You know that fitness and exercise are important elements of healthy living, but make sure you are not making these midlife fitness mistakes.
I developed a regular fitness habit when my daughter turned one. So, for the past 17 years, I’ve kept a pretty steady schedule at the gym. When I’m there I operate with one primary goal…make the most of my time to get all the benefit I can. At the gym, this girl don’t play!
I’m all for putting 100% into every workout; however, in the last few years I’ve noticed that my body experiences a few more twinges and pains than it did when I started almost two decades ago.
Actually, I have what you might call a preventative personality. Even when I was a teenager I would cover my face in the sun even though the rest of my friends were sun bathing in baby oil. I knew this was the only face I was going to get, so I wasn’t going to fry it and suffer the consequences for the rest of my life.
This same mindset also bleeds over into my fitness philosophy. I know that these minor twinges are nothing compared to the pain I could experience with major knee, back or shoulder problems. Consequently, I exercise with the same preventative philosophy.
I’ve had to face the fact that this 48 year-old body needs a little more TLC than my early thirties body did, although I have to give it kudos for how well it has held up. That doesn’t mean I don’t still give 100%, it just means that I make sure to use good form, as well as, make small modifications as I age.
Group classes are my favored cardio option. I love the accountability and energy that comes from exercising in a group. However, about 2 years ago I made a conscious decision to modify some moves to make them a little more low impact. Low impact exercise basically reduces jumping motions to lessen the impact on the joints, namely the knee joint.
Just because you can perform at a full-out, high impact level doesn’t mean you should. Knee pain and injuries are often cumulative, so even if you don’t feel it today you could end up with some serious problems a year down the road.
For me, I try to keep my feet as close to the ground as possible to avoid the jarring motion of high jumps or leaps. To compensate for this lowered leg motion, I make sure to fully extend my arms and upper body. Raising your arms above heart level causes a corresponding increase in heart rate. In essence, the heart must pump harder to circulate blood to your extremities against gravity.
Consider your sneakers as your shock absorbers. You need to keep your joints protected at all times. The American Academy of Podiatric Sports Medicine recommends that athletic shoes be changed out after 45 to 60 hours of activity. For a regular exerciser, this would translate to changing out your shoes every 6 months.
The outside appearance of your shoes has no bearing on their ability to protect your feet, ankles and knees from the stress of impact. I have given away a lot of shoes that looks perfectly good on the outside. Consider cycling your used athletic shoes to normal daily wear and buying newer ones on a regular schedule for exercise.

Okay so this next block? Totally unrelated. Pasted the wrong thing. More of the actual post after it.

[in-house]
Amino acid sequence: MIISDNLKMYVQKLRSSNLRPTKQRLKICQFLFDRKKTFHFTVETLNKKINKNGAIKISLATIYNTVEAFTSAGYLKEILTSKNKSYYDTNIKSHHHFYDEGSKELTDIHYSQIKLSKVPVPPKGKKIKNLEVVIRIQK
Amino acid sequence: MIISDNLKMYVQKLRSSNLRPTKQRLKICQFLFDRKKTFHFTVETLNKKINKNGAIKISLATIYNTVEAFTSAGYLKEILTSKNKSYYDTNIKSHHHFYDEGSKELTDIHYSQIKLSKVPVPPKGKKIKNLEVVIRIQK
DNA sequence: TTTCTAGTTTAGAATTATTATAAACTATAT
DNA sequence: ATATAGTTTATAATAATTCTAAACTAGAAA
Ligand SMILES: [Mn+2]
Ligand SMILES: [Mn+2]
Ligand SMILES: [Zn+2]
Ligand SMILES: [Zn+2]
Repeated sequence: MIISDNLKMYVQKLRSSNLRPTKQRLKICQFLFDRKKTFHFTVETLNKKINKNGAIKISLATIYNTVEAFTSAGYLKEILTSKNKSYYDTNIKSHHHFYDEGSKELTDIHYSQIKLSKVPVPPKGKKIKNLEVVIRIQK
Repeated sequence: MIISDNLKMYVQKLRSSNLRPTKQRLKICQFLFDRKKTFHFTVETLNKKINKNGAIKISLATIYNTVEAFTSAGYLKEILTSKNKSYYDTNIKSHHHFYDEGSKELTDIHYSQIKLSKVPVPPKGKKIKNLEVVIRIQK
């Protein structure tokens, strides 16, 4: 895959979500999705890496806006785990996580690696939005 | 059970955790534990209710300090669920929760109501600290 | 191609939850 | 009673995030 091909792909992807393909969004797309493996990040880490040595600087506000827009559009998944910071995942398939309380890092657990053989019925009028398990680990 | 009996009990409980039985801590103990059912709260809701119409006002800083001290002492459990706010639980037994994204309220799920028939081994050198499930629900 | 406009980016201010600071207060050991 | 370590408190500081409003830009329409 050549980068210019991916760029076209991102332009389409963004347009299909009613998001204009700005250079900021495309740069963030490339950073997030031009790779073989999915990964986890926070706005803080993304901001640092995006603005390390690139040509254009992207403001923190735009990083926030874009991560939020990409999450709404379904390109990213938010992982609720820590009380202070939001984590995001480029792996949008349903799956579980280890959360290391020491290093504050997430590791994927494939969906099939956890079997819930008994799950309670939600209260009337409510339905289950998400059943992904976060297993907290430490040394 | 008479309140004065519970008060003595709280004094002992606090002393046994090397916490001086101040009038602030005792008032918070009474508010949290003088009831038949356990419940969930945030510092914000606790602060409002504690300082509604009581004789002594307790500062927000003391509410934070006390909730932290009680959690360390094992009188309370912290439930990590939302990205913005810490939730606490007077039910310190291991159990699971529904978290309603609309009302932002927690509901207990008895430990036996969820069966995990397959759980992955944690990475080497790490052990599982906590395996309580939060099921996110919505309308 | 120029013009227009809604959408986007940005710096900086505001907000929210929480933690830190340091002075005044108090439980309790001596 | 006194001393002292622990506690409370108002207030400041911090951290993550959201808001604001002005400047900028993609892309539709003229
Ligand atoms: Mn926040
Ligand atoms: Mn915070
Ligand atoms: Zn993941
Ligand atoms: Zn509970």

“The aging process also bestows upon us the gift of reduced flexibility. Our muscles are no longer able to fully lengthen and thus, prevent our joints from moving through their full range of motion.” (Fitknit Chick) So, it’s extremely important to enter and exit your exercise routine the right way. Cold muscles are more prone to tear and strain.
Of course it’s hard to prioritize stretching and warm-ups when you are already squeezing exercise into a frenzied schedule. In this case, it helps to understand just how valuable proper stretching is for maintaining your current lifestyle.
Stretching is not just a sideline activity. It really is a “use it or lose it” scenario. You don’t always realize how much you take for granted until you can no longer bend over to tie your shoes.
Improper alignment can spell big trouble when it comes to your ligaments and joints. Basically, lifting weights causes small tears to form in the muscle. These tears then form scar tissue, which causes the muscle to get bigger. However, if the weight is not lifted properly, these tears can form in the wrong place or cause damage to connective tissues.
Another common misalignment occurs when lunges or squats are performed improperly. The knee should never jut out past the ankle because this causes all of the weight to rest on the knee joint. Instead, the leg should always be at a 90 degree angle (knee directly above ankle). This position distributes the weight through the leg muscles.
If you are new to exercise or strength training, a personal trainer can help set you on the right course for your first few sessions.
You might be thinking…what?! Yes, it’s very possible for a midlife woman to exercise too much in her attempt to outrun the midlife spread. Here’s the thing…exercise causes stress to the body, but that stress is not just physical. Exercise also causes hormonal stress.
Tamara Grand at Fitknit Chick explains what happens:
While chronically high cortisol levels are never desirable (resulting in extreme fatigue, reduced immune response and low blood pressure, among others), they’re even less welcome in a perimenopausal bodywhose production of progesterone is at an all-time low.
Why? The adrenals cannot make cortisol without progesterone. The more cortisol they’re required to make to offset stress, the less progesterone will be available to balance estrogen and testosterone. Without the balancing effects of progesterone, excess estrogen often leads to weight gain, in particular, an increase in the body’s central fat stores. Hello muffin-top.
Source: Fitknit Chick
In the end we come right back around to the whole idea of balance and moderation. I guess I’ll just keep beating the drum in the hope that some of you will want to join my parade.
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